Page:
Animal safety, health and comfort are top priorities for farmers and ranchers. They care deeply about their animals and take pride in how they provide for them.

There are many different types of housing, diet and overall management practices when it comes to raising animals for food. USFRA supports farmers’ and ranchers’ choices about the best way to raise their animals; personal experience and available resources are important variables to consider.

Well-cared-for animals are an important part of a safe and healthy food supply for everyone. That is why farmers and ranchers rely on the guidance of veterinarians and nutritionists when they make decisions about a variety of animal care practices, including housing strategies and the use of healthcare products to decrease disease risk and promote animal health. For example, the decisions farmers and ranchers make to use indoor or free-range methods of housing for their pigs, cattle or poultry, are based on a variety of factors, including the animal’s needs, climate, resources available, and consumer preference.

However, one thing remains the same no matter what: farmers and ranchers are committed to continuously looking for new ways to improve the methods they use to care for their animals.

Today, farm animals live healthier lives than ever before. Farmers and ranchers have virtually eliminated many former common causes of human foodborne illnesses. For example, pigs raised indoors, a practice that sometimes elevates concerns, has greatly improved safety for the animals, the farmers who raise them and for the end consumer. Bottom line: animal welfare is the best it has ever been.

Just like with any industry, there are always ways to improve. Farmers and ranchers are making great strides to ensure their practices are not only the best for their animals’ well-being, but that they are also contributing to a food supply that is as safe and healthy as possible. This means basing practices on peer-reviewed studies as well as implementing generations of practical experience. Additionally, partnerships with veterinarians and nutritionists are critical and a key part of animal care on America’s farms and ranches.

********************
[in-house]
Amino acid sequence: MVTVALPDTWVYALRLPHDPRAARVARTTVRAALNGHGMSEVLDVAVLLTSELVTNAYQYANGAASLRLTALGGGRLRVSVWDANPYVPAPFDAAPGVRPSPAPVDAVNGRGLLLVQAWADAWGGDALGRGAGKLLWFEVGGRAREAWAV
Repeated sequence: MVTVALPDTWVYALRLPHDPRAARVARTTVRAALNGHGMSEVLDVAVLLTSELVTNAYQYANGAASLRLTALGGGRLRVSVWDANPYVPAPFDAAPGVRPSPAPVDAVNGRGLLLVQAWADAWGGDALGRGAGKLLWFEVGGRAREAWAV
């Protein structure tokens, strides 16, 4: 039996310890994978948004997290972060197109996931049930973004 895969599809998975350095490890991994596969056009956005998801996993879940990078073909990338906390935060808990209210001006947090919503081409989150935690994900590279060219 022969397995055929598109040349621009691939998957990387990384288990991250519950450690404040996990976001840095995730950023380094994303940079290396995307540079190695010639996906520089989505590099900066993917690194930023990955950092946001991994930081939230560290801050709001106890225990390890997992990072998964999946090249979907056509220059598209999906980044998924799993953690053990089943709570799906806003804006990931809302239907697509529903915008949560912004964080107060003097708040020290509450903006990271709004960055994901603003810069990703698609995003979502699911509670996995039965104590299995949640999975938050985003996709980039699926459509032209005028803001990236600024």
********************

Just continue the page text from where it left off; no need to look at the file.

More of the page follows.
USFRA believes everyone who works with animals on a farm or ranch should be properly trained in best care practices for raising animals. There are animal-specific programs, often funded by farmers and ranchers themselves and endorsed by veterinarians, that offer training to help farmers and ranchers implement these management practices.

USFRA is confident that farmers and ranchers work toward this goal every day and often go above and beyond to care for their animals – whether that’s helping a sow (female pig) through a difficult birth, bringing a newborn calf indoors during a cold winter night or providing medical attention and treatment when an animal is sick.

While opinions regarding management techniques for animal safety and health can differ, it’s important that all farmers and ranchers work together to communicate to consumers why they have chosen a specific management style for their animals.

Click the links below to learn more about specific best-care practices: